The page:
HOUSTON — Five Aryan Brotherhood of Texas (ABT) gang members from Dallas were sentenced to prison this week for their roles in the ABT criminal enterprise.
These sentences were announced by U.S. Attorney Kenneth Magidson and Acting Assistant Attorney General Leslie R. Caldwell of the Justice Department's Criminal Division.
This Organized Crime Drug Enforcement Task Force case is being investigated by the following agencies: Bureau of Alcohol, Tobacco, Firearms and Explosives; FBI; U.S. Immigration and Customs Enforcement's (ICE) Homeland Security Investigations (HSI); Drug Enforcement Administration; U.S. Marshals Service; Bureau of Prisons; Texas Rangers; Texas Department of Public Safety; Texas Department of Criminal Justice's Office of Inspector General; Texas sheriff's offices in Montgomery, Harris, Atascosa, Orange, Waller, Galveston and Tarrant counties; Texas police departments in Houston, Alvin, Carrollton, Mesquite, Baytown and Fort Worth; and Texas district attorney's offices in Montgomery, Atascosa and Harris counties.
On Oct. 8, James Lawrence Burns, 44, and Kenneth Hancock, 34 – high-ranking members in ABT's hierarchical structure – were ordered to serve respective terms of 20 and 15 years in federal prison by U.S. District Judge Sim Lake. On Tuesday, Dustin Harris, 30, and Christopher Morris, 39, were each ordered to serve 10 years in prison; Clay Kirkland, 35, was sentenced to more than 11 years. An additional defendant – Bill Frank Weatherred, 29 – will be sentenced Thursday.
According to information presented in court, the six men were admitted members of ABT, a powerful race-based, statewide organization that operates inside and outside of state and federal prisons throughout Texas and the United States. Along with other ABT gang members and associates, they agreed to commit multiple acts of murder, robbery, arson, kidnapping and narcotics trafficking on behalf of the ABT gang. ABT gang members met on a regular basis at various locations throughout Texas to report on gang-related business, collect dues, commit disciplinary assaults against fellow gang members and discuss acts of violence against rival gang members, among other things.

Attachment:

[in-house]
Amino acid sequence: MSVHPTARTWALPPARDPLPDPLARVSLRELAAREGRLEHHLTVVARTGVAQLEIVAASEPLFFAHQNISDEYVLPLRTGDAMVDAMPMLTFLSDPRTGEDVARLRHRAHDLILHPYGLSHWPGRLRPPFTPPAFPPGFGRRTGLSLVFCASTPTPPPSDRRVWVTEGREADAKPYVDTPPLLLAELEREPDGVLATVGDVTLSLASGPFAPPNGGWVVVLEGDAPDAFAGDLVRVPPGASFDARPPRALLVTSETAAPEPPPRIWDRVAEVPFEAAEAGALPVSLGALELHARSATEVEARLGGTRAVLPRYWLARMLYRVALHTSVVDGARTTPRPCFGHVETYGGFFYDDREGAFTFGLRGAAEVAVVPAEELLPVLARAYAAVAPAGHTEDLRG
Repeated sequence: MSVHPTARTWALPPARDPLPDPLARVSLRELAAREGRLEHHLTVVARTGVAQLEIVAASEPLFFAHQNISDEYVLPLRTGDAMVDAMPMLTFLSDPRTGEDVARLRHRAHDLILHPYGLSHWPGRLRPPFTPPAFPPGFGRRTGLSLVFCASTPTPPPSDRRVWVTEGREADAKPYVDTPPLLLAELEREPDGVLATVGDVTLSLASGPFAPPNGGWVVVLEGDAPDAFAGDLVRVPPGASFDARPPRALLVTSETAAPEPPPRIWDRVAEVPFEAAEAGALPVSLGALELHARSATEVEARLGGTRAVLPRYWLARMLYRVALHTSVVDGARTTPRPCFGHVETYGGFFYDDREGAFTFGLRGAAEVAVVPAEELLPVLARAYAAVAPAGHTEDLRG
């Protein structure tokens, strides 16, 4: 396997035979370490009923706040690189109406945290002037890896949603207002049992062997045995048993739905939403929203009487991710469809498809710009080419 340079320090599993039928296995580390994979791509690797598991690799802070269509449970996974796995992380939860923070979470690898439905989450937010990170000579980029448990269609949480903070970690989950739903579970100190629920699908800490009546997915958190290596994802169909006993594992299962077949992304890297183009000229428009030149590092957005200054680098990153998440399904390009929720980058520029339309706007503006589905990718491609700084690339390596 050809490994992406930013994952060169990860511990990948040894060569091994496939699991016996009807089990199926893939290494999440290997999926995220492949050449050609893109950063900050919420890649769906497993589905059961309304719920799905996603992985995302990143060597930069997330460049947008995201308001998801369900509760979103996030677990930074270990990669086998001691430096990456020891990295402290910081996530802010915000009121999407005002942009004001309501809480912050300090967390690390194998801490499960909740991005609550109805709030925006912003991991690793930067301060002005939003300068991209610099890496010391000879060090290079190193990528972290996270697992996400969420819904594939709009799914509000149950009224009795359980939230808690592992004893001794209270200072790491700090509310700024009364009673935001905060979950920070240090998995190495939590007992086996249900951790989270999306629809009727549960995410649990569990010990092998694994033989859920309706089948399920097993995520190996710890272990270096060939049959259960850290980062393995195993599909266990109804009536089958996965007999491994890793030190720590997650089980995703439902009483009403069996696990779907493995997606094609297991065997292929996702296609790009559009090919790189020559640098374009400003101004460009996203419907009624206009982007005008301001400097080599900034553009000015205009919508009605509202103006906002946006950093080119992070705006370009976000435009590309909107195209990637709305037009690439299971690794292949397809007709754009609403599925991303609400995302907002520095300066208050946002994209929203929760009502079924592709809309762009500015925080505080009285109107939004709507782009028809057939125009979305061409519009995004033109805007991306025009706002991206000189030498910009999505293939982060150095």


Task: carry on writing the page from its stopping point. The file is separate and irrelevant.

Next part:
ABT was established in the early 1980s within the Texas prison system. The gang modeled itself after and adopted many of the precepts and writings of the Aryan Brotherhood, a California-based prison gang that was formed in the California prison system during the 1960s. Previously, the ABT was primarily concerned with protecting white inmates and white supremacy/separatism. Over time, ABT has expanded its criminal enterprise to include illegal activities for profit, according to court records.
Court documents allege that ABT enforced its rules and promoted discipline among its members, prospects and associates through murder, attempted murder, conspiracy to murder, arson, assault, robbery and threats against those who violate the rules or pose a threat to the enterprise. Members, and often associates, were required to follow the orders of higher-ranking members, often referred to as "direct orders."
To be considered for ABT membership, a person must be sponsored by another gang member. Once sponsored, a prospective member must serve an unspecified term, during which he is referred to as a prospect, while his conduct is observed by ABT members.
The defendants sentenced this week are six of 36 defendants convicted of conducting racketeering activity through the ABT criminal enterprise, among other charges.
This case is being prosecuted by Assistant U.S. Attorneys Ed Gallagher and Tim Braley for the Southern District of Texas, and David Karpel of the Criminal Division's Organized Crime and Gang Section.